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Question
What is the kinetic energy in MeV of a $\pi$-meson that lives $1.40 \times 10^{-16} \textrm{ s}$ as measured in the laboratory, and $0.840 \times 10^{-16} \textrm{ s}$ when at rest relative to an observer, given that its rest energy is 135 MeV?
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Final Answer
$90.0 \textrm{ MeV}$
Solution Video

OpenStax College Physics Solution, Chapter 28, Problem 57 (Problems & Exercises) (1:34)

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Video Transcript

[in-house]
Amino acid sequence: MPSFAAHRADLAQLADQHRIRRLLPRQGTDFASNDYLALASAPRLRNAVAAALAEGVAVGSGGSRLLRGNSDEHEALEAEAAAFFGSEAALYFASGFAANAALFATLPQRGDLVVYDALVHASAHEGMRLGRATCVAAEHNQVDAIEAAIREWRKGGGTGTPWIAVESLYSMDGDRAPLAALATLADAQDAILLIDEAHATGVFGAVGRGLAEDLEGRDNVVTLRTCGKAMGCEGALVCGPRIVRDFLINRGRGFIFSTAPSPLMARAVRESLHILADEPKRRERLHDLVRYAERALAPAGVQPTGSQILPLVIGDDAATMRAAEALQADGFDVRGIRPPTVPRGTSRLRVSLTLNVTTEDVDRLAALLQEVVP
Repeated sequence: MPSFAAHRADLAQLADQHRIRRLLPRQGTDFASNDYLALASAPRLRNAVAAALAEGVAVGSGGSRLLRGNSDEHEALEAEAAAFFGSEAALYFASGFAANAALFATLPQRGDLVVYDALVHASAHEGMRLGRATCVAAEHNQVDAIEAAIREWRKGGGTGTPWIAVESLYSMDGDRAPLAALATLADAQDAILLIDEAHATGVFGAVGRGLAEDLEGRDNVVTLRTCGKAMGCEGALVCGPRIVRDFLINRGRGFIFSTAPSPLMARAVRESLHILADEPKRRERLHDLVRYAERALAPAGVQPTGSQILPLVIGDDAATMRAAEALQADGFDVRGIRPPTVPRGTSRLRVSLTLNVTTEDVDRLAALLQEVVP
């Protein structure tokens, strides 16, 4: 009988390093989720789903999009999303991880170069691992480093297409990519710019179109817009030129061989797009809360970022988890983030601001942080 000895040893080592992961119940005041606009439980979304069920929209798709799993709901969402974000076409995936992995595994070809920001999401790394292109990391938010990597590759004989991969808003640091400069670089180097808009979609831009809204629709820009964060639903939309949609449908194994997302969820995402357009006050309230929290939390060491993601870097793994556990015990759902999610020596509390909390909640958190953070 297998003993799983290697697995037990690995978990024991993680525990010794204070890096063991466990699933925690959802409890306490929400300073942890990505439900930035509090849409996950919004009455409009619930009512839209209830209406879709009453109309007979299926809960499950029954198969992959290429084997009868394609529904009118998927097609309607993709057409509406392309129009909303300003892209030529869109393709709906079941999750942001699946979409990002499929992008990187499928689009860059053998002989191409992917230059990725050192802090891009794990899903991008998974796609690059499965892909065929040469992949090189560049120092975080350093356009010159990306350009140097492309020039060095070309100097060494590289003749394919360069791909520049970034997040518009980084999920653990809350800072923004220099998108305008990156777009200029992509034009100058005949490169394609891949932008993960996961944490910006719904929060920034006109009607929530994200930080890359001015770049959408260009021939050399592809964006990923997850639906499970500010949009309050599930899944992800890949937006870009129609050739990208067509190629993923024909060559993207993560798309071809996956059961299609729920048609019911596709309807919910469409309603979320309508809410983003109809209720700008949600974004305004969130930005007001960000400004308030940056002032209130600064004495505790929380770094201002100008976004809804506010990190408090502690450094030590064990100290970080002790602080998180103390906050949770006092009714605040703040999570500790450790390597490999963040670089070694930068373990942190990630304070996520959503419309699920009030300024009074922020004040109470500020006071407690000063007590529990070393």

This is College Physics Answers with Shaun Dychko. The lifetime of the Pi meson, when measured at rest, is going to be the proper time. So that's 0.840 times 10 to the minus 16 seconds, we are told. And then when the Pi meson is moving, it's going to be relativistic time which will be greater since time dilation means dilation means bigger and so this lifetime would be bigger as a result of the Pi meson moving and then it'll be 1.40 times 10 to the minus 16 seconds. And we are told that the rest energy of the Pi meson is 135 megaelectron volts and we need to figure out, what the kinetic energy of it is? So the kinetic energy is the Lorentz factor minus 1 times <i>mc</i> squared. And <i>mc</i> squared is another expression for rest energy—<i>E naught</i>. And so we can substitute that, which we know, 135 megaelectron volts. Then we want to create an expression for gamma and we know that relativistic time is the Lorentz factor multiplied by proper time. And so we'll solve for gamma by dividing both sides by <i>T naught</i> and we get gamma is <i>t</i> over <i>t naught</i> and both of these things are given to us in the question. So we substitute <i>t</i> over <i>t naught</i> in place of gamma, in our formula for kinetic energy. So kinetic energy then is <i>t</i> over <i>t naught</i> minus 1 times the rest energy. And that is 1.40 times 10 to the minus 16 seconds divided by 0.840 times 10 to the minus 16 seconds minus 1 times 135 megaelecton volts giving a kinetic energy of 90.0 megaelectron volts.